It’s the Lenten season, where Catholics swear off meat on Friday and flock to fish fries. But studies show more people should be turning to fish all year long in order to reap the health benefits. Here’s more on why fish should be a focal point of your diet.
Q: I take a fish oil supplement, should I still incorporate fish in my diet?
A: There is strong evidence that suggests the benefits increase when consuming fish rich in omega-3 fatty acids compared to just taking supplements. However, if you don’t like fish or other foods rich in omega-3s, you should consider taking an omega-3 supplement of 500 mg per day to help decrease the chance of heart disease or stroke. Studies suggest that people who have already had a heart attack may benefit from higher doses of omega-3 supplements. But remember, always consult your physician before taking new supplements.
Q: What is the recommended amount of fish I should eat?
A: The American Heart Association recommends consuming a serving of fish rich in omega- 3 fatty acids at least twice a week. Wild salmon, herring, tuna and halibut are among the fish that contain the most omega-3 fatty acids.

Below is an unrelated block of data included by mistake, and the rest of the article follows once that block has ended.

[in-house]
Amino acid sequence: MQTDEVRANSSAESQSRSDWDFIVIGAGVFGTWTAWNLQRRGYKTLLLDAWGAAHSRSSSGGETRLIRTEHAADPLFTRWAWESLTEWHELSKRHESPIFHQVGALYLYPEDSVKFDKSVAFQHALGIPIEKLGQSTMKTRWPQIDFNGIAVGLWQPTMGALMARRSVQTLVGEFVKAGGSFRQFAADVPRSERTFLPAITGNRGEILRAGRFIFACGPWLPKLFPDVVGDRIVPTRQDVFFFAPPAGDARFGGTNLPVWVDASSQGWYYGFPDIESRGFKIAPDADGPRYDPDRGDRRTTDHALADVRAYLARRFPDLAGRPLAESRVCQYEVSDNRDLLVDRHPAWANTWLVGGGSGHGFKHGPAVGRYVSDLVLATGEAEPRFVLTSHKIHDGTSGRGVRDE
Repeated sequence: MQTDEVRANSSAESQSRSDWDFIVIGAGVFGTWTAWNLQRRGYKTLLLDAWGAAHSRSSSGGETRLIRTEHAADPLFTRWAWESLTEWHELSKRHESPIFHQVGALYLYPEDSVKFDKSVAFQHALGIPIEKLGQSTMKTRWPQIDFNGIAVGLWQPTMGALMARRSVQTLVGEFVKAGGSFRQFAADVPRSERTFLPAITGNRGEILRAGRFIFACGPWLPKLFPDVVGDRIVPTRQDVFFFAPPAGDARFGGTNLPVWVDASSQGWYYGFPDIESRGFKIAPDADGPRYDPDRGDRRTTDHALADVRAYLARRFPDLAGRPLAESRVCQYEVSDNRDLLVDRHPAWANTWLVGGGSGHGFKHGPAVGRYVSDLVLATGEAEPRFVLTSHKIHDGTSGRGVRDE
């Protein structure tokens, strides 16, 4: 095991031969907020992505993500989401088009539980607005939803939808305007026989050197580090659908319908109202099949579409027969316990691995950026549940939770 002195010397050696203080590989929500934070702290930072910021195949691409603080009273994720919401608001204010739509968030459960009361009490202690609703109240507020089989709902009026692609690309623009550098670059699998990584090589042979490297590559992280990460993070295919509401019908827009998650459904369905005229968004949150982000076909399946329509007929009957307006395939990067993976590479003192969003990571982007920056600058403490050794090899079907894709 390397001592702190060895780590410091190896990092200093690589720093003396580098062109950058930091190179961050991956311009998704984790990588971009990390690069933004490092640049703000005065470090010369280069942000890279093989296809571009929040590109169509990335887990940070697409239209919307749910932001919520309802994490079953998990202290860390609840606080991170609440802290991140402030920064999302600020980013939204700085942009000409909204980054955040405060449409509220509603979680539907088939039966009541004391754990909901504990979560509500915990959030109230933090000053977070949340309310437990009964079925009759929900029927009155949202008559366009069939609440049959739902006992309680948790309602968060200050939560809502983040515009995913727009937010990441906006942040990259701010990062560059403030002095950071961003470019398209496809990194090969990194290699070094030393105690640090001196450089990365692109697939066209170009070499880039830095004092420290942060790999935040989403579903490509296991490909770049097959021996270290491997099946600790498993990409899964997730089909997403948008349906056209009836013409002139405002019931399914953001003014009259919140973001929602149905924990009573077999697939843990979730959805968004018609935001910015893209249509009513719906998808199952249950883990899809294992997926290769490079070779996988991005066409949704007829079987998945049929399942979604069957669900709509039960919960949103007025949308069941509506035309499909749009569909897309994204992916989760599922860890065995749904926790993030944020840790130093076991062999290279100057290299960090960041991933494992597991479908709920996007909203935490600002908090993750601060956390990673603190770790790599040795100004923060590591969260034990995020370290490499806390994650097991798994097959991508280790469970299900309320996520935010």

Q: Isn’t there mercury in fish?
A: The Mayo Clinic says that when it comes to a healthier heart, the benefits of eating fish usually outweigh the possible risks of exposure to contaminants. Women who are pregnant or plan to become pregnant and young children should limit the amount of fish they eat because they are most susceptible to the potential effects of toxins in fish.
Q: What are the benefits of omega-3 fatty acids?
A: Omega-3 fatty acids are essential fatty acids our bodies need to function normally. Since these fatty acids aren’t made in the body, we need to get them from our diet. A diet high in omega 3-fatty acids turns the body into a well-oiled machine by making platelets “less sticky,” therefore reducing the chances of blood clotting. Shooting for at least one rich source of omega-3 fatty acids in your diet everyday will increase heart health, reduce triglycerides, boost healthy fat (HDL) levels and improve brain function. Omega-3 fatty acids can also help clear up the root of many skin issues, such as acne and dry skin. Fish oil is also known to reduce inflammation in the tissues, which can benefit those suffering with arthritis or other chronic pain. Other surprising benefits include anger, anxiety and stress management. Another bonus: fish oil helps control appetite and helps you feel full faster.
Q: What if I don’t like fish?
A: That’s OK, there are other ways you can add omega-3s to your diet. Flaxseed, flaxseed oil, walnuts, canola oil, avocados, soybeans and soybean oil all contain omega-3 fatty acids. Sprinkle ground flaxseed on your oatmeal or use a tablespoon of canola or soybean oil in your salad dressing — be creative.